It would have been easy for Kaylee Brown to give up on her dream of becoming a lawyer.
But the former Ceres High School multi-sport athlete doesn’t want to let her loved ones down.
She’s also not a quitter.
“I had a lot of stops in my path,” said Brown, 30. “I probably should already be a lawyer. I hope what I’m doing will be a motivating factor for my daughter Myla (3). I want her to know she can pursue her dreams and accomplish her goals.”
Brown is currently attending Humphreys University-Drivon School of Law in Stockton.
“There are other schools I can go to,” she said. “The reason I chose that one was so I could commute and keep a job I really enjoy doing. When I first started working for the Center for Human Services, it opened my eyes to things people need help with. We don’t provide any legal services. I’m hoping when I finish my law degree, the Center will have an assistance program. I talked to my boss about it.”
On top of being a mother, Brown works full-time as program manager for Ceres Partnership-Center for Human Services.
The nonprofit organization provides assistance to youth and families in Stanislaus County through prevention, education, intervention, shelter, counseling, and treatment services.
“I was in Oakdale when the job opportunity came up in Ceres less than a year ago,” Brown said. “I wanted to work there and help out in the community I grew up in most of my life. I oversee all the different programs and make sure we meet the requirements. It’s open to anybody. It sounds cliché. But when you hear stories of people you’re working with, it’s really impactful. It’s cool to see the difference we’re making.”
Brown served as program coordinator for the Center’s Oakdale Workforce Development Office for six years.
She helped people find jobs.
“I started as an office assistant at the main office in Modesto in 2010,” Brown said. “It was a basic-entry level position. I made copies and ordered office supplies. I did that for two years. I left and finished my degree at UC Davis. I came back and had a different role.”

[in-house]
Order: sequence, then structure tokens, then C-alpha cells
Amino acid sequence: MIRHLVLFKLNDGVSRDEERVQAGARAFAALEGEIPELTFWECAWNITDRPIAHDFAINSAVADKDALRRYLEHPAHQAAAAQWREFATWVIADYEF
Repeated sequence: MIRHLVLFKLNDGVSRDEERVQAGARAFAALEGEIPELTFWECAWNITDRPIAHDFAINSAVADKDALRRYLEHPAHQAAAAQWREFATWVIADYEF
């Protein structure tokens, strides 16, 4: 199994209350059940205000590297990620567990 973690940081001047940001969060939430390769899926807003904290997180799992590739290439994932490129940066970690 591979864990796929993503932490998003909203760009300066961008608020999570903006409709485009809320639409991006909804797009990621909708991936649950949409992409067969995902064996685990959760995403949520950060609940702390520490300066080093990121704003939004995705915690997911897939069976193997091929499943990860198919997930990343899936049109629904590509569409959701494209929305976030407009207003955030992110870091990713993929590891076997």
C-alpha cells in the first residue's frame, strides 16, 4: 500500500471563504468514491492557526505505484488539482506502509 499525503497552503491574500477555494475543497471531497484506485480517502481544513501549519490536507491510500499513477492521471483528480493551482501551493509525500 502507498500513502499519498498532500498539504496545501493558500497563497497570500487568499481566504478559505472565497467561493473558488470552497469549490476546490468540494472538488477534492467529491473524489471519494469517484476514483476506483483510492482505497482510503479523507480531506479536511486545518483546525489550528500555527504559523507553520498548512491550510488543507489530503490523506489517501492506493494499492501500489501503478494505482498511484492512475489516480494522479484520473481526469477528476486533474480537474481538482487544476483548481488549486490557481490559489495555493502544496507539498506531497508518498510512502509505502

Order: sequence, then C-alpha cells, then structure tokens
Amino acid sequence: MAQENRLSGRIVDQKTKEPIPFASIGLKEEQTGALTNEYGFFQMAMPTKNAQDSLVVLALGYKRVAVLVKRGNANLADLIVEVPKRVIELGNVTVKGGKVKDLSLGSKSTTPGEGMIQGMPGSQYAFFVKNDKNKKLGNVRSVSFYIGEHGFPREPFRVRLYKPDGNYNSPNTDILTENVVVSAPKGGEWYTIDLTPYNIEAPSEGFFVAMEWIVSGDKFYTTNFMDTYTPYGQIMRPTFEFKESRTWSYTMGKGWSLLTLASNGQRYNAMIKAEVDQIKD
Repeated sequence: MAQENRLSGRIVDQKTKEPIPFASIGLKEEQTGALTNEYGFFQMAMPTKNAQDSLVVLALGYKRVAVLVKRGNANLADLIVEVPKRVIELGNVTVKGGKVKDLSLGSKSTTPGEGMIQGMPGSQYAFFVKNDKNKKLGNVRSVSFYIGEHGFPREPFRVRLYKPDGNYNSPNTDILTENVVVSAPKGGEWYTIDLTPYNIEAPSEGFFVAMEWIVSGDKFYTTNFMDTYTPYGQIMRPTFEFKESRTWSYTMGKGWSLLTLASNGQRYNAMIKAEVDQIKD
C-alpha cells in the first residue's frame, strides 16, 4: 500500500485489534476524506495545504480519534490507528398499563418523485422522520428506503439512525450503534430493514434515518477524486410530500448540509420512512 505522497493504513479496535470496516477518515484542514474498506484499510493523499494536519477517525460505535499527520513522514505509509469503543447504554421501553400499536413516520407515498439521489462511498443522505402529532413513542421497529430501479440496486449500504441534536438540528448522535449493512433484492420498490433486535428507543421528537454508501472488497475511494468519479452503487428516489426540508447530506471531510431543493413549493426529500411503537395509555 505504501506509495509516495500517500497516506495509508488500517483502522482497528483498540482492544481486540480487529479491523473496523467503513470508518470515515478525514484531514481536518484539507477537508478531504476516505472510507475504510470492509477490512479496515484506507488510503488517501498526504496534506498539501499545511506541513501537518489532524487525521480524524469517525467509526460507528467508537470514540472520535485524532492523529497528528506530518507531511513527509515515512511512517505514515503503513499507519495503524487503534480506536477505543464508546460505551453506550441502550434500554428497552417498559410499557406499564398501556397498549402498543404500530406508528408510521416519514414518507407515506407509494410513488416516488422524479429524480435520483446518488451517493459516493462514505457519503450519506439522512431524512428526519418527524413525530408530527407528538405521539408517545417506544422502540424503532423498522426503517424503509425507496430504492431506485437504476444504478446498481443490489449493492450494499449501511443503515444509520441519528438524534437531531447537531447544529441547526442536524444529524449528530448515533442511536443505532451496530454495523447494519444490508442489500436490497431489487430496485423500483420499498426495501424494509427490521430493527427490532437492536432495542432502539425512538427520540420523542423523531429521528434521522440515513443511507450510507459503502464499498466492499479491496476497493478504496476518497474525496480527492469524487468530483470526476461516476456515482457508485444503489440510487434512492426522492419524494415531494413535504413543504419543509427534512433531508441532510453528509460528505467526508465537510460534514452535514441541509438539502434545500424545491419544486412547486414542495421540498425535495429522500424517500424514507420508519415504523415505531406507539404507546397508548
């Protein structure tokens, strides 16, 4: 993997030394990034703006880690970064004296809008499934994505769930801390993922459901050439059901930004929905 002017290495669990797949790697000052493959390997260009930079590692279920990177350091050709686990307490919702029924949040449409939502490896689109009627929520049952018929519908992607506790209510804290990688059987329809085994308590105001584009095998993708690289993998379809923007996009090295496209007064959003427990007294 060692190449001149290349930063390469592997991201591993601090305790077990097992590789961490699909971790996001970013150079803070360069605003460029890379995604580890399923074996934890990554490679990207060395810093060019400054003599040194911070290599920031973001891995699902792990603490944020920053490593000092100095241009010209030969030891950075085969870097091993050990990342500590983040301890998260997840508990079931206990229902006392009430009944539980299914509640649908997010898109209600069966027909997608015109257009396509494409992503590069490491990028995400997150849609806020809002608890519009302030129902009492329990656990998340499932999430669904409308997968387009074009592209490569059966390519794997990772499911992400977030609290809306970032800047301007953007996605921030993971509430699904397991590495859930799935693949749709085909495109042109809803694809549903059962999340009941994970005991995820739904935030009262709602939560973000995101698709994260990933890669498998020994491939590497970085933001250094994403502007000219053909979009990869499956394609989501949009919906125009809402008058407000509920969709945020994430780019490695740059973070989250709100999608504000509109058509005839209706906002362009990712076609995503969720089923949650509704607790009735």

Brown’s class schedule at Humphreys-Drivon School of Law has changed due to the COVID-19 coronavirus pandemic.
She was attending night school three times a week.
“Normally it’s Tuesday, Wednesday and Thursday from 6:30 to 9:30 p.m.,” she said. “We’re doing Zoom classes online now. We’ll probably go back to the normal schedule this summer. It’s a three-and-a-half-year program. I’m hopeful I’ll be done by June 2023. I think it’s doable. That’s my plan.”
When she’s not working or at school, Brown spends as much time as she can with Myla.
“She loves to read and do art things,” she said. “Her dad (Felipe Arellano) and I are still together. I’m really appreciative of his and my mom’s (Robyn) support. I love going to my job and law school classes. This is what I’m supposed to do. It’s still hard being away from my daughter. I struggle with it, the guilt. But I know I’m doing the right thing. It’s not only for me.”
Brown earned a Political Science degree from UC Davis in 2014.
“I’m used to long days because of that experience,” she said. “I commuted there for the last two years. That was not fun.”
Brown graduated from Ceres High School in 2008.
She earned five varsity letters, including three in volleyball and two in basketball.